As organizations begin to shift their focus from surviving to thriving in an improving but still-uncertain global economy, corporate performance management (CPM) software may be poised to become more front and center in the minds of savvy chief financial officers and other business executives.
Despite all the economic challenges – or perhaps because of them – sales of financial performance management software and other CPM tools have been on a growth path. Gartner Inc. pegged the worldwide CPM software market in 2008 at $1.867 billion, up 28% from the year before. Forrester Research Inc. calculated that the CPM market was closer to $2 billion in 2008, and it predicts that total revenues will increase by a compound annual rate of 12.7% through 2012, reaching $3.2 billion.
There’s still a lot of room for growth, though. According to Neil Chandler, a CPM and business intelligence (BI) analyst at Gartner, only about 60% of large enterprises and less than 30% of midsized organizations have adopted CPM applications thus far. And Gartner has found that for the most part, even the users that have embraced CPM technology are installing finance-oriented point products instead of full-fledged enterprise CPM systems for use by multiple departments or business units.
"What we haven't seen is widespread adoption of the suites – all the functionality that CPM can really offer,” Chandler said. “What we've seen is the adoption of budgeting, planning and forecasting [tools] and financial consolidation and financial reporting [software]." Many organizations, he added, still use spreadsheets or legacy applications to support their core financial performance management processes. “So there's definitely a lot of upside [for CPM tools]," Chandler said.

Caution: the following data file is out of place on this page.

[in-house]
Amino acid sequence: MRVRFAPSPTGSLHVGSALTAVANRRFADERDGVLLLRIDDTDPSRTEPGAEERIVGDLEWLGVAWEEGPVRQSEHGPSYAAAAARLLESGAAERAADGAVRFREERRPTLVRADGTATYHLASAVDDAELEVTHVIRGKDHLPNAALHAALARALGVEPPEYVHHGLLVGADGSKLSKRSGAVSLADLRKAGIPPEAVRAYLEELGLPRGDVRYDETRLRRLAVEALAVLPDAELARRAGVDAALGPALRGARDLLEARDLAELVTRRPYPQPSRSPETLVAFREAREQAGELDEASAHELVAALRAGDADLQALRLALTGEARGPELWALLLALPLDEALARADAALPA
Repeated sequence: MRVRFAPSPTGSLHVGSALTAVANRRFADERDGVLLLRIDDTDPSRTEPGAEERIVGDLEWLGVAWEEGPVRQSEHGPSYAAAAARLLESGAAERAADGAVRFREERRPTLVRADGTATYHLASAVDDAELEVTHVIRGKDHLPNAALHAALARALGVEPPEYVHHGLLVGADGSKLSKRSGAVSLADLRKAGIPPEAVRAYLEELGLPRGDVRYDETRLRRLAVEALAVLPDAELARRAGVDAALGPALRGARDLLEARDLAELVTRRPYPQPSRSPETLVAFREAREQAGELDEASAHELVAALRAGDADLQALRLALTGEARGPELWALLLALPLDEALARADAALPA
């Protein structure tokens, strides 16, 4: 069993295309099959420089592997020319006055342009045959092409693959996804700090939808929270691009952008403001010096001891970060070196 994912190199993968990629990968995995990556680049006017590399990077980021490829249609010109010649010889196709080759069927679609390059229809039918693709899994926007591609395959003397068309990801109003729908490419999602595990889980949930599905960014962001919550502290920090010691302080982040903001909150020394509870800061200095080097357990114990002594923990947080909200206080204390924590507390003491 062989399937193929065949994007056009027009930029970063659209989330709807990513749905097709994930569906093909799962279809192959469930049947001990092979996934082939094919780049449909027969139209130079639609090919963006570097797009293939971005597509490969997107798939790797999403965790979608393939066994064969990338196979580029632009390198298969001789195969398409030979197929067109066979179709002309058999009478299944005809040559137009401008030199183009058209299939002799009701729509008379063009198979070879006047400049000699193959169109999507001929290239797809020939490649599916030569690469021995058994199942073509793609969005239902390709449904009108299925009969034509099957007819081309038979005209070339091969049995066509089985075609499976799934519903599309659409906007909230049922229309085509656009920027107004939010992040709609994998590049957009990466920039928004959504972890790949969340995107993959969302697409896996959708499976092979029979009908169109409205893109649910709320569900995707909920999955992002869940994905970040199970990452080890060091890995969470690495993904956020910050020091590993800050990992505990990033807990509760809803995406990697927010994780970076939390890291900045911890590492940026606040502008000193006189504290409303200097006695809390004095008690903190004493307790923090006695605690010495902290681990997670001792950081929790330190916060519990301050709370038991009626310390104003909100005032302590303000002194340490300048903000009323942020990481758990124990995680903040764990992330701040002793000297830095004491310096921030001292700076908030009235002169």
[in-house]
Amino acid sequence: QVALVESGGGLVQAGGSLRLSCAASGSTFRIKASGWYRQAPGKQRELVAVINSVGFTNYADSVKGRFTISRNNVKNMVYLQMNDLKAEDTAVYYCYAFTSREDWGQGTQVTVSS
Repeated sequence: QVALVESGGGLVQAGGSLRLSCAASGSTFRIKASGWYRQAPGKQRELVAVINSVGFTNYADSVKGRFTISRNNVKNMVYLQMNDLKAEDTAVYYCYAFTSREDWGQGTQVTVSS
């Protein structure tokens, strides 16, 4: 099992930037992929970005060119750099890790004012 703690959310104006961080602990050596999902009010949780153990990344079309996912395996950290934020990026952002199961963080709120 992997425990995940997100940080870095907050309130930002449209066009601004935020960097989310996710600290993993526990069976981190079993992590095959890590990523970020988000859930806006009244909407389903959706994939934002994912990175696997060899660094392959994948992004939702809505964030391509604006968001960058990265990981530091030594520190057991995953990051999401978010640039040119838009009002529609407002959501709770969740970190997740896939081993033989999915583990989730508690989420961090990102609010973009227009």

Even with IT budgets remaining tight in many cases, the impact of the economic recession and the slow pace of the ongoing recovery may give companies good reasons to invest in a CPM system as part of an effort to develop more effective performance management capabilities.
"What the last couple of years have uncovered is that the demand signals from customers and markets are very volatile – more volatile than they used to be,” said Del Krause, manager of financial performance management product marketing at IBM. “Companies used to have pretty solid ideas as to the drivers and trends that would impact the demand signals on their business, [but] those old trends seem to have changed or disappeared."
Krause also noted that during economic downturns, the pace of corporate decision-making often accelerates. Senior management teams and boards of directors may meet more frequently than usual in an effort to get a handle on performance gaps and to adjust and realign resources as needed.
CPM tools may be lacking for effective performance management
But executives may not always have the tools that they need in order to manage corporate performance more effectively. For example, in a survey of CFOs that IBM released earlier this year, 44% of the 1,900-plus respondents said their companies were doing a poor job of anticipating external market forces, according to Krause. He added that 55% said they weren’t satisfied with their operational planning and forecasting analysis capabilities.